Decreased Expression of Intelectin 1 in The Human Airway Epithelium of Smokers Compared to Nonsmokers
ABSTRACT: Lectins are proteins present on cell surfaces or as shed extracellular proteins that function in innate immune defense as phagocytic receptors to recognize specific bacterial cell wall components. Based on the knowledge that cigarette smoking is associated with increased risk of bacterial infection, we hypothesized that cigarette smoking may modulate the expression of lectin genes in the airway epithelium. Affymetrix HG U133 Plus 2.0 microarrays were used to survey expression of lectin genes in large (3rd to 4th order bronchi) airway epithelium from 9 normal nonsmokers and 20 phenotypic normal smokers and small (10th to 12th order bronchi) airway epithelium from 13 normal nonsmokers and 20 phenotypic normal smokers. From the 72 lectin genes that were surveyed, there were no changes (>2-fold change, p<0.05) in gene expression in either large or small airway epithelium among normal smokers compared to nonsmokers except for a striking down regulation in both large and small airway epithelium of normal smokers of intelectin 1, a recently described lectin that participates in the innate immune response by recognizing and binding to galactofuranosyl residues in the cell walls of bacteria (large airway epithelium, p<0.003; small airway epithelium, p<0.002). TaqMan RT-PCR confirmed the observation that intelectin 1 was down-regulated in both large (p<0.05) and small airway epithelium (p<0.02) of normal smokers compared to normal nonsmokers. Immunohistochemistry assessment of biopsies of the large airway epithelium of normal nonsmokers demonstrated intelectin 1 was expressed in secretory cells, with qualitatively decreased expression in biopsies from normal smokers. Western analysis confirmed the decreased expression of intelectin 1 in airway epithelium of normal smokers compared to normal nonsmokers (p<0.02). Finally, compared to normal nonsmokers, intelectin 1 expression was decreased in small airway epithelium of smokers with early COPD (n= 13, p<0.001) and smokers with established COPD (n= 14, p<0.001), in a fashion similar to that of normal smokers. In the context that intelectin 1 is an epithelial molecule that likely plays a role in defense against bacteria, the down regulation of expression of intelectin 1 in response to cigarette smoking may contribute to the increase in susceptibility to infections observed in smokers, including those with COPD. Keywords: COPD Comparison of gene expression in airway epithelial cells of normal non-smokers, phenotypic normal smokers, smokers with early COPD, and smokers with COPD.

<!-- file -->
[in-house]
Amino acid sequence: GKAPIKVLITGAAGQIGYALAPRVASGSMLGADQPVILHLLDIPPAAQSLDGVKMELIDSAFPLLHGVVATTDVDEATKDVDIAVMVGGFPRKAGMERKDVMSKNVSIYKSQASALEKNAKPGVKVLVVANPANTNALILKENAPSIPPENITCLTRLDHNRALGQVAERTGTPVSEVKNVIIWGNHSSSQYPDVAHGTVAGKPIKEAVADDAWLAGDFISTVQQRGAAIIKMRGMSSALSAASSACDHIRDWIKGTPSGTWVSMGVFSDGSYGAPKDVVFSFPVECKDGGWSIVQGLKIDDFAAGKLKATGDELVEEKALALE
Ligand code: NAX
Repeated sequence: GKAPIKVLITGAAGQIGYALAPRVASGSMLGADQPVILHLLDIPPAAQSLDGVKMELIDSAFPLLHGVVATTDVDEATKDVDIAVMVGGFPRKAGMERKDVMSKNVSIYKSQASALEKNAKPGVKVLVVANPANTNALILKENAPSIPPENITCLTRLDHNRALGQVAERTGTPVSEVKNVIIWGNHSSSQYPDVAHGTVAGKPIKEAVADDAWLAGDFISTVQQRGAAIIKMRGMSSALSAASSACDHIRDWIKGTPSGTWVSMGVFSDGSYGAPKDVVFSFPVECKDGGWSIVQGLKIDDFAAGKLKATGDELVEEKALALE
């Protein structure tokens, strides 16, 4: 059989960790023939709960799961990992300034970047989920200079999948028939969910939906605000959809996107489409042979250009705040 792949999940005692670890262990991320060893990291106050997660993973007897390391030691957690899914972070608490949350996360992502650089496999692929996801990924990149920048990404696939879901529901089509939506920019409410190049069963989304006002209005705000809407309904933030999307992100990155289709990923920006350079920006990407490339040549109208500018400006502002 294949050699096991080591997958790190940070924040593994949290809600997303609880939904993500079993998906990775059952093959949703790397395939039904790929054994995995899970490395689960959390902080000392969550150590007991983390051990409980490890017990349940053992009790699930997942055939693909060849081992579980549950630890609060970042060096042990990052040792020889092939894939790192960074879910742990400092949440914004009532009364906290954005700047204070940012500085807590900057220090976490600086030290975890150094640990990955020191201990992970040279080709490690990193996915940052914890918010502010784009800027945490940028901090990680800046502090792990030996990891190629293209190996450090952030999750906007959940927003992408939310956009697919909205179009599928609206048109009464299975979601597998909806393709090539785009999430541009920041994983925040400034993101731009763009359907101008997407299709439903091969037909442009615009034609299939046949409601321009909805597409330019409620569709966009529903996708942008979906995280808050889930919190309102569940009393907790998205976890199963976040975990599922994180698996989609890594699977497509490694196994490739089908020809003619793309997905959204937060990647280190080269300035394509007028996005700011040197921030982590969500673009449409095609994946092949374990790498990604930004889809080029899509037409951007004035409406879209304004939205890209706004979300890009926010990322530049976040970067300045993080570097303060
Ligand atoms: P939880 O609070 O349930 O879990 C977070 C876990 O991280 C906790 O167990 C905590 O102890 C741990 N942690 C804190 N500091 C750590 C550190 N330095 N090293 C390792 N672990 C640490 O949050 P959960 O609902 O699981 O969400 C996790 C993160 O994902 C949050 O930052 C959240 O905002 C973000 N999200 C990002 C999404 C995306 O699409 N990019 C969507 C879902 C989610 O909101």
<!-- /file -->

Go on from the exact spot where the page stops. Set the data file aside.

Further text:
ORGANISM(S): Homo sapiens
PROVIDER: E-GEOD-10006 | BioStudies |